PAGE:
Judges’ instructions are lenient on prosecutors, and appellate courts reject appeals with ratio decidendi that make it clear that the appellate judge is using circumlocution to rationalise what its clearly just a ‘courtesy’ to the Learned Brother Judge who erred. (One case in particular sticks in my craw, but there are plenty).

    Anyway… this is in my face at the minute because
    (a) The Lovely decided to take the new-fangled Bar exam (after 15 years as a solicitor) and I’m trying to encourage her to specialise in insolvency; and
    (b) an old University chum who speicalises in Crim recently made ‘silk’ (formerly ‘Queens Counsel’, now ‘State Counsel’).

    I want to make it clear though – IANAL: I detest their stupid mediaeval set-piece theatrics, their incestuous relationship with the parasite-political class, and the smugness… oh dear fucking God the smugness. (The Lovely is not like that, and nor is the chum who made silk: but as a class, lawyers – and worse, barristers and judges – are insufferable).

    Plus I’m against compulsory unions generally, so gold-collar unions (for lawyers, doctors, dentists, accountants etc) are particularly disgusting. But it so happens that my Chapter lodge is chock-a-block with barristers and judges. The best raconteur of the bunch is an old QC who did may MANY high-profile crim defences back in the day… and all the old judges think he’s a swell chap, but dodgy as a thrip’ny bit.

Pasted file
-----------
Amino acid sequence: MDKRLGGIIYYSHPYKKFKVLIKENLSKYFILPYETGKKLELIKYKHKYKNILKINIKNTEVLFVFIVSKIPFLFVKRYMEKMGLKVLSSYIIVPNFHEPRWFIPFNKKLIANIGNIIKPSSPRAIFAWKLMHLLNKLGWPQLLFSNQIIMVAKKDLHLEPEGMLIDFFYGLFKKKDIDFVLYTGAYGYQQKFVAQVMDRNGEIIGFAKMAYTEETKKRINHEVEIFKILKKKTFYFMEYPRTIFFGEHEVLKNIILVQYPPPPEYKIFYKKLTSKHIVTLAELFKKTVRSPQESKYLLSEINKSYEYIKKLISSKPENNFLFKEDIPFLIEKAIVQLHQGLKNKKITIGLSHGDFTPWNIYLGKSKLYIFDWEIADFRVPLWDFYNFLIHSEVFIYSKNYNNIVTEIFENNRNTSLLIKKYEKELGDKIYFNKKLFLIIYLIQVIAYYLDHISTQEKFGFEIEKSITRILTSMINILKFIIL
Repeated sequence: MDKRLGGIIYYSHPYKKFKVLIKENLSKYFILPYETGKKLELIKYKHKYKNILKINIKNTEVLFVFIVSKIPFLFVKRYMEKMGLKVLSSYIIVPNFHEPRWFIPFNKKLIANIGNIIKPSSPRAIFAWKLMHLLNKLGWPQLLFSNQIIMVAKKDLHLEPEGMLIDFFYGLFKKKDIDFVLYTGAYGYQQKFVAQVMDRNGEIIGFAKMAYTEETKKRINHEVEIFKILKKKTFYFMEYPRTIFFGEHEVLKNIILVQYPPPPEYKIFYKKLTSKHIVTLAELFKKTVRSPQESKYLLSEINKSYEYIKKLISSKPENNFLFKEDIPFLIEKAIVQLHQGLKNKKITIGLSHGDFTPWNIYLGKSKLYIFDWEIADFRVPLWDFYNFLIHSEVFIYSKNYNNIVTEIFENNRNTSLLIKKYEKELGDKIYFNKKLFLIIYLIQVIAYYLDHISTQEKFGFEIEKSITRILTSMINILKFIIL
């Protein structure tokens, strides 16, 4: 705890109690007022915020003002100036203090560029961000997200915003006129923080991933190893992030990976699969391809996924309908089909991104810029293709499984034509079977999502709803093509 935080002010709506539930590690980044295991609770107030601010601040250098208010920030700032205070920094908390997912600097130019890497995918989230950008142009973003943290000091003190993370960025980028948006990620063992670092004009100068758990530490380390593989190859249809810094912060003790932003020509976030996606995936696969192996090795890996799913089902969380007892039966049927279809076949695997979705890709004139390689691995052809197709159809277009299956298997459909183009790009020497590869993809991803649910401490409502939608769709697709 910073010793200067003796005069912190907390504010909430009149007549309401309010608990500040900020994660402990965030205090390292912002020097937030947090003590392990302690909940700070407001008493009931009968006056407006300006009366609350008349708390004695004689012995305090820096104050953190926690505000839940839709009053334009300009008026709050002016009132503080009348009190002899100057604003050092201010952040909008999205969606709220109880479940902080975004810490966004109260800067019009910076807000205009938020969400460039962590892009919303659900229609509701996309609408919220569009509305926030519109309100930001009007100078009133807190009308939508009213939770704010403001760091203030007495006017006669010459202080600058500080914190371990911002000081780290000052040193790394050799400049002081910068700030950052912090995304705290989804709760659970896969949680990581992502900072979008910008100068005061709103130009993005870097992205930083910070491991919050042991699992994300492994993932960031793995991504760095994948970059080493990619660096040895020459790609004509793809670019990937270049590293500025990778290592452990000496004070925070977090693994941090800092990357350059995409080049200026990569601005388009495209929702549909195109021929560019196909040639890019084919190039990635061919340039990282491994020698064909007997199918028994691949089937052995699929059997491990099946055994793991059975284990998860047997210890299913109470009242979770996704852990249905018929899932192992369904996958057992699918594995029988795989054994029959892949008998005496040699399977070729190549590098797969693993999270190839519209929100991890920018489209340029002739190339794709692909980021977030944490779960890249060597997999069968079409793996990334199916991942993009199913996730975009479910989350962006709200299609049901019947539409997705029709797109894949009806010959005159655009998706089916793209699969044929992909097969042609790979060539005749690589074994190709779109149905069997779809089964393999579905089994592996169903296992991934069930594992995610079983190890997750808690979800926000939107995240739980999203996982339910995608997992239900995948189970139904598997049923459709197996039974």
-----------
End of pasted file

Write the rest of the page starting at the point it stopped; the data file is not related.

21. #21 |  croaker | 

    @16 What do you call a thousand lawyers at the bottom of the ocean? A good start.

  22. #22 |  CyniCAl | 

    Case in NM that involves a reporter, a video of police brutality, a cop who attempts to destroy evidence, and a civil rights lawsuit:

    http://news.yahoo.com/blogs/abc-blogs/ex-reporter-sues-alleged-police-brutality-deleted-off-110116123–abc-news-topstories.html

    Here’s the Agitator money quote:

    “We have proof that she deleted the clip,” said [plaintiff's attorney] Crow. “It’s a pretty egregious case; I think the officer almost committed a crime by tampering with evidence. Because she’s an officer she could get away with it, I think if she was a regular citizen a criminal complaint could’ve been filed.”

    All I have to add is … no fucking shit.

  23. #23 |  Cliché Bandit | 

    CyniCAI beat me to it. Crazy story however.

  24. #24 |  BamBam | 

    Obama declares that legalizing drugs is not the answer at some summit of lords and kings telling their serfs how they shall be ruled.

    http://news.yahoo.com/obama-open-debate-drug-war-legalization-not-answer-235438024–abc-news-politics.html

  25. #25 |  Marty | 

    #13 | Burgers Allday

    ‘1. Increased aggregate spending on public education is not a bad thing.’

    Lots of fat could be cut out of public education- drug testing, bloated sports programs, bureaucratic testing, etc. We should be reducing the monopoly of public education and looking for innovation. We continue to throw money at under-performing schools and they continue to under-perform. Let’s try something else.

    ‘2. That said, my speculative guess is that national-level public education spending parity would serve to reduce, over the long run (but not neccessarily the short run) money spent on pub ed.’